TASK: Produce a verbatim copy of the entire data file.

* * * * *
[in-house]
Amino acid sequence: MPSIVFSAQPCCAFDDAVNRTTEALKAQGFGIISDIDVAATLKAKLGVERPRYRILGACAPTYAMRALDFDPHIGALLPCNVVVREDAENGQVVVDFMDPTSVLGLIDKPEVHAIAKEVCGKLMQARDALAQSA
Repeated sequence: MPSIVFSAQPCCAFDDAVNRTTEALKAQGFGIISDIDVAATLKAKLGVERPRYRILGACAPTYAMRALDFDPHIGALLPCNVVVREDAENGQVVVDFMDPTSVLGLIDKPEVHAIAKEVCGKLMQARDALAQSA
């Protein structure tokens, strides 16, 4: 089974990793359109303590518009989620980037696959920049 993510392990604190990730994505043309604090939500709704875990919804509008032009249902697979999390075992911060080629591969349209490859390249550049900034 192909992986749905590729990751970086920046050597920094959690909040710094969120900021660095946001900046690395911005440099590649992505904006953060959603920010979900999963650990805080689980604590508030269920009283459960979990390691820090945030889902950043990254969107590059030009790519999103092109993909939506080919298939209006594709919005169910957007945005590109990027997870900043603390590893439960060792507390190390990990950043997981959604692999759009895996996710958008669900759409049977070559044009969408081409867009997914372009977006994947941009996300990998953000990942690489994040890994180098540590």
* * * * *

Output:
[in-house]
Amino acid sequence: MPSIVFSAQPCCAFDDAVNRTTEALKAQGFGIISDIDVAATLKAKLGVERPRYRILGACAPTYAMRALDFDPHIGALLPCNVVVREDAENGQVVVDFMDPTSVLGLIDKPEVHAIAKEVCGKLMQARDALAQSA
Repeated sequence: MPSIVFSAQPCCAFDDAVNRTTEALKAQGFGIISDIDVAATLKAKLGVERPRYRILGACAPTYAMRALDFDPHIGALLPCNVVVREDAENGQVVVDFMDPTSVLGLIDKPEVHAIAKEVCGKLMQARDALAQSA
């Protein structure tokens, strides 16, 4: 089974990793359109303590518009989620980037696959920049 993510392990604190990730994505043309604090939500709704875990919804509008032009249902697979999390075992911060080629591969349209490859390249550049900034 192909992986749905590729990751970086920046050597920094959690909040710094969120900021660095946001900046690395911005440099590649992505904006953060959603920010979900999963650990805080689980604590508030269920009283459960979990390691820090945030889902950043990254969107590059030009790519999103092109993909939506080919298939209006594709919005169910957007945005590109990027997870900043603390590893439960060792507390190390990990950043997981959604692999759009895996996710958008669900759409049977070559044009969408081409867009997914372009977006994947941009996300990998953000990942690489994040890994180098540590």